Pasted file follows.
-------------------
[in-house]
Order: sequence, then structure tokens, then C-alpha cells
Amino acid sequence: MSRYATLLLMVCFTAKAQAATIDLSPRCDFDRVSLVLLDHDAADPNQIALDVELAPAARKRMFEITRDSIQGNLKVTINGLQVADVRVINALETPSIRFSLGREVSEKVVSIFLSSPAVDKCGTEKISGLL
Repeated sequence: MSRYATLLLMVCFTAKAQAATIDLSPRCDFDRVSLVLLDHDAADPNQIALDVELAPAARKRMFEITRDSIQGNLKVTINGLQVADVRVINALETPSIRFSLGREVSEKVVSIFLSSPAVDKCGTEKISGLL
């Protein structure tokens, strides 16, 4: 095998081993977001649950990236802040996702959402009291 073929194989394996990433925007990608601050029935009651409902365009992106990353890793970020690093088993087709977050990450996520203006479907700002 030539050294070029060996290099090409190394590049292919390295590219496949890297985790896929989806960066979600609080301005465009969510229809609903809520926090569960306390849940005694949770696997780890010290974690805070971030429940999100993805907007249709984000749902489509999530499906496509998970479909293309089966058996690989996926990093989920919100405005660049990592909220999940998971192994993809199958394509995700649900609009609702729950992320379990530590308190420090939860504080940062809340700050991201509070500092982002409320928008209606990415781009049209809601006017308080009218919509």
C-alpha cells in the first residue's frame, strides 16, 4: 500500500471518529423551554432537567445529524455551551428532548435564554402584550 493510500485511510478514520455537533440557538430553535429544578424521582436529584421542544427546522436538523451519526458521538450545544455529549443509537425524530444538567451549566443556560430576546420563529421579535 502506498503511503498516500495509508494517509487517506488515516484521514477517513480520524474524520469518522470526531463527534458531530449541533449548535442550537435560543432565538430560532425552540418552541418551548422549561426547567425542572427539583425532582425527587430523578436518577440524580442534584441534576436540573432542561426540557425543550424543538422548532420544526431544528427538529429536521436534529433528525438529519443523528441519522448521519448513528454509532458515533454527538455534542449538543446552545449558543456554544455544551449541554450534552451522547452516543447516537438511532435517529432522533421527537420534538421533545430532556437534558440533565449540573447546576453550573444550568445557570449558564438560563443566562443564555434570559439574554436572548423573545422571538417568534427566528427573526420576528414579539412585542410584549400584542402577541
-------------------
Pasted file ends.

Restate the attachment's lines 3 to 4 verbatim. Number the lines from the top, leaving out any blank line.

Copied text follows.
Amino acid sequence: MSRYATLLLMVCFTAKAQAATIDLSPRCDFDRVSLVLLDHDAADPNQIALDVELAPAARKRMFEITRDSIQGNLKVTINGLQVADVRVINALETPSIRFSLGREVSEKVVSIFLSSPAVDKCGTEKISGLL
Repeated sequence: MSRYATLLLMVCFTAKAQAATIDLSPRCDFDRVSLVLLDHDAADPNQIALDVELAPAARKRMFEITRDSIQGNLKVTINGLQVADVRVINALETPSIRFSLGREVSEKVVSIFLSSPAVDKCGTEKISGLL